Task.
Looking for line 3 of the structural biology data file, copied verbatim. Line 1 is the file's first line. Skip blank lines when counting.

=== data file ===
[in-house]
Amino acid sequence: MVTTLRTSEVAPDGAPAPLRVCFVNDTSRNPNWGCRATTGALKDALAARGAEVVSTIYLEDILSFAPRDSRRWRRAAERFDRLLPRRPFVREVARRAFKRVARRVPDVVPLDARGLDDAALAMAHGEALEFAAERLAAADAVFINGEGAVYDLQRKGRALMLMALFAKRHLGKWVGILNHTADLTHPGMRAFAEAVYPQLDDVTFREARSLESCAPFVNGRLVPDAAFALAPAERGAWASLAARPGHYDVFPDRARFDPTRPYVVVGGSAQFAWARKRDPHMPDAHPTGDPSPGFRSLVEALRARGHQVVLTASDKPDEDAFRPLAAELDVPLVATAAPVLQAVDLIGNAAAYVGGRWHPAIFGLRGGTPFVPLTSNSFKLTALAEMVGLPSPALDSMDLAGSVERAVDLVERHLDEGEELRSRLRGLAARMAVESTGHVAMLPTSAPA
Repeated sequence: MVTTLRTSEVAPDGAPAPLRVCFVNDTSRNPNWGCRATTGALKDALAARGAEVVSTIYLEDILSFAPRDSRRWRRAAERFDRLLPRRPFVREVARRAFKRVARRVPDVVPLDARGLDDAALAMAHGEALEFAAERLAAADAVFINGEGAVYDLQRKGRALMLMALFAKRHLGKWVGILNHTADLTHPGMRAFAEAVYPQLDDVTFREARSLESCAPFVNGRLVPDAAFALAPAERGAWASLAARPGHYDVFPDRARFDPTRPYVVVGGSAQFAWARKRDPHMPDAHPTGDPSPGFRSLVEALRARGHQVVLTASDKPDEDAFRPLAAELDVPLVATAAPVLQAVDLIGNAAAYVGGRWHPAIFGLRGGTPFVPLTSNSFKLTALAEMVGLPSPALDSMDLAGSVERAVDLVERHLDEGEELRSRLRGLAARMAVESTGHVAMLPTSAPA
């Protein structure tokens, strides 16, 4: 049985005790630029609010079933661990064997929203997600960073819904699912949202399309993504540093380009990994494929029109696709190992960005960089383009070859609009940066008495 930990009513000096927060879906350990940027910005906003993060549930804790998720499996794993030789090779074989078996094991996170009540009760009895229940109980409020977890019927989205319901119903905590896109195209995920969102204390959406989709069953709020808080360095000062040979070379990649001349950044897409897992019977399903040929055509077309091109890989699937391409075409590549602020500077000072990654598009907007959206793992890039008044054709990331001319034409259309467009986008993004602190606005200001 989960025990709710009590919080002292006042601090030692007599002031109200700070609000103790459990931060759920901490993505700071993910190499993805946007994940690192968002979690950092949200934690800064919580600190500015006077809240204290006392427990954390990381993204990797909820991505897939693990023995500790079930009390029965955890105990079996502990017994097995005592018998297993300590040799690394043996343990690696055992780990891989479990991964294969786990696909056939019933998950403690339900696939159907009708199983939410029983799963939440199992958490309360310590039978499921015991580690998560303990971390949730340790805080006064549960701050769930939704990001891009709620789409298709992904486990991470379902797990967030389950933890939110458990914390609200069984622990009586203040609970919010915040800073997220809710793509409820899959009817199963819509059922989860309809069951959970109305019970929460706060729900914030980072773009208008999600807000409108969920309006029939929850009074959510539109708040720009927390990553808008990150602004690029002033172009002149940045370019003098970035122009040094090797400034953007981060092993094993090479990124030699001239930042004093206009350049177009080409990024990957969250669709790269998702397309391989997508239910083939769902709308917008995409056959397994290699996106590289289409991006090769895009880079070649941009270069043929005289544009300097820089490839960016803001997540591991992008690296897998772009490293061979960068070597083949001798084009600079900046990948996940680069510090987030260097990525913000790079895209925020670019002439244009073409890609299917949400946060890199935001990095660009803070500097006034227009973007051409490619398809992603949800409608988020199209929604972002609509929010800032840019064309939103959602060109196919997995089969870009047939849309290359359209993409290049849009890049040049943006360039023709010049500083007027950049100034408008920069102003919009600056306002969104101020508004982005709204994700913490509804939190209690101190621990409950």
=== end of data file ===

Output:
Repeated sequence: MVTTLRTSEVAPDGAPAPLRVCFVNDTSRNPNWGCRATTGALKDALAARGAEVVSTIYLEDILSFAPRDSRRWRRAAERFDRLLPRRPFVREVARRAFKRVARRVPDVVPLDARGLDDAALAMAHGEALEFAAERLAAADAVFINGEGAVYDLQRKGRALMLMALFAKRHLGKWVGILNHTADLTHPGMRAFAEAVYPQLDDVTFREARSLESCAPFVNGRLVPDAAFALAPAERGAWASLAARPGHYDVFPDRARFDPTRPYVVVGGSAQFAWARKRDPHMPDAHPTGDPSPGFRSLVEALRARGHQVVLTASDKPDEDAFRPLAAELDVPLVATAAPVLQAVDLIGNAAAYVGGRWHPAIFGLRGGTPFVPLTSNSFKLTALAEMVGLPSPALDSMDLAGSVERAVDLVERHLDEGEELRSRLRGLAARMAVESTGHVAMLPTSAPA